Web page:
Shower all your senses with innovative design

BW HOTELIER has partnered with Hansgrohe to organise ‘Design – Innovation to Conservation’ weBBlast series. We bring you excerpts from the first session of the first day show of the weBBlast series titled, ‘Shower with All Senses’, which took place on Tuesday, October 27, 2020.

The Keynote address on the first day was given by Thomas Stopper, Vice President Asia, Hansgrohe, Shanghai. Siddharth Barua, Country Director – India, WATG London was the moderator for the enlightening panel discussion which was viewed across different social media platforms by 5000 plus people. Other panellists included: Sonali Bhagwati, President, DesignPlus Associates; Sahil Khan, Senior Director -Design and Technical Services, South Asia, Radisson Hotel Group; Arvind Mathur, Regional Director Strategic Sourcing, South Asia, Radisson Hotel Group; Monica Malhotra Kandhari, MD, MBD Group Gaurav Malhotra, MD India and Regional Key Accounts Asia, Hansgrohe and Bhuvanesh Khanna, CEO, BW Communities, BW Businessworld. 

Design Conundrum 

Starting the discussion Barua stated that most designers including himself, are faced with a challenge often that when they arrive at designing the bathroom, they end up being given the challenge to fill up space in a grid that complements the bedroom or hotel room suite.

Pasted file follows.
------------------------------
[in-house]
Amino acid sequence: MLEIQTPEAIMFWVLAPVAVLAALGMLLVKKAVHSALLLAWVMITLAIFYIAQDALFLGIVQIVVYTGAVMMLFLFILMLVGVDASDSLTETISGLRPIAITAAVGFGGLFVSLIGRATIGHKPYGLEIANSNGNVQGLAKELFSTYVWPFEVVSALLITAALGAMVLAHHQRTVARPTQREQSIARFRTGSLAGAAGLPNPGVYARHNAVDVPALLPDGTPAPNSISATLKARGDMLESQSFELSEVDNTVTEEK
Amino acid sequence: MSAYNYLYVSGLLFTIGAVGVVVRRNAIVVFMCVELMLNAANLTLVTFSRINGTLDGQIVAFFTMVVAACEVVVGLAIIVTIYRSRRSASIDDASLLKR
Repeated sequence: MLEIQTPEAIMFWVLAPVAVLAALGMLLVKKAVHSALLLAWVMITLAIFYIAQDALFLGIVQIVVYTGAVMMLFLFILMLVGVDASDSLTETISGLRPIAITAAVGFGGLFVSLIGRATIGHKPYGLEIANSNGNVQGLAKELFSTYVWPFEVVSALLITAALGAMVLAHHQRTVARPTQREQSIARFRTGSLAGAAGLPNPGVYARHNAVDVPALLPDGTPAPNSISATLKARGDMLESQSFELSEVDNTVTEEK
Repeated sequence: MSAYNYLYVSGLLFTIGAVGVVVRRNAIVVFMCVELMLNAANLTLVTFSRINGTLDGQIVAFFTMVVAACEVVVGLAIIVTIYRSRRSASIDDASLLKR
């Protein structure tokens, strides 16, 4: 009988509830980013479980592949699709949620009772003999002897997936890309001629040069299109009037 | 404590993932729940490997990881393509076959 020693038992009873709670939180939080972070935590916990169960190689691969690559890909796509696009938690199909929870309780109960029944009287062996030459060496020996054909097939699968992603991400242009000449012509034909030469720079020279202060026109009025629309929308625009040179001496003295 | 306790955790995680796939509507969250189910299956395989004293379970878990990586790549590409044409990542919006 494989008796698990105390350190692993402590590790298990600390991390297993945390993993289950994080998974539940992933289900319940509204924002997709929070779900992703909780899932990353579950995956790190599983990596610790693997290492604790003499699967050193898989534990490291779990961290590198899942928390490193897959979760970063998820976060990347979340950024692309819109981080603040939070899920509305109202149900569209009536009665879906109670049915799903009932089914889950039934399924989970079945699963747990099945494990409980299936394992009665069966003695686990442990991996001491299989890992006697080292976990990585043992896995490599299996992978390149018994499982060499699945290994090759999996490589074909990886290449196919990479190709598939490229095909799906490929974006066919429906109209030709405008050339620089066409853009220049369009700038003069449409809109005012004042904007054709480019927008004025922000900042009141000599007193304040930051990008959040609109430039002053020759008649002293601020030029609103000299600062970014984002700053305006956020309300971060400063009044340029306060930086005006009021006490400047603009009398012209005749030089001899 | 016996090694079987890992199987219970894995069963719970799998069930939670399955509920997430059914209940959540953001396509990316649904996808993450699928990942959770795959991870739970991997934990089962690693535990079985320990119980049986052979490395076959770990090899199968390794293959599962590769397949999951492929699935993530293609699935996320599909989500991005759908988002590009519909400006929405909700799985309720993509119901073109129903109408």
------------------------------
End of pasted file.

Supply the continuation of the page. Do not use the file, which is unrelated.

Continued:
He asked Sonali Bhagwati as to what she usually keeps in mind or tells herself on how to enhance the experience for the user. Elaborating on the nuances of design, she said, “A bathroom is an extension of living space and varies from hotel-to-hotel, be it a 4-star business hotel or a luxury hotel. “Today, a bathroom is like a car which has many models for different types of people. A 3-star or 4-star business hotel takes emphasis on functionality with standardised experiences. The game changes at a luxury hotel or a resort or a heritage hotel where spaces and experiences are non-standardised, creating a sense of mystery.” She further went on to enunciate that “Experiences are created not just with luxury components rather with how it is composed.”

Getting the guest to say, ‘wow’

Moving onto Sahil Khan, Barua asked him, “You are part of the design of the Radisson Group in India. What do you prioritise for your guests in the bathrooms that you get designed? Guest Experience? Sophistication? Aesthetics? Khan responded, “As a student of design and now into the role of design management, I always encourage designers to design well and design right.”

“As far as the question of experience, sophistication and aesthetics are concerned, I believe they all go hand- in-hand. They are all interlinked to one another. Guest experience is of paramount importance which is delivered through pleasant aesthetics and sophisticated choice of materials be it sanitaryware, fittings or selection of wall furnishings. I do think that the layout of the bathroom should be practical and inviting and then come elements like shower and lighting. With just the right amount of lighting at the right places. Technology can take you to the next level, but you need to get the basics right first.”

Bringing in the ‘element of surprise’

Next moderator Siddharth Barua queried Monica Malhotra on what she would ask her designers to design the next time while designing a bathroom since as a hotel owner, she has a ROI to meet and what her design ambition is regarding the bathrooms for her guests.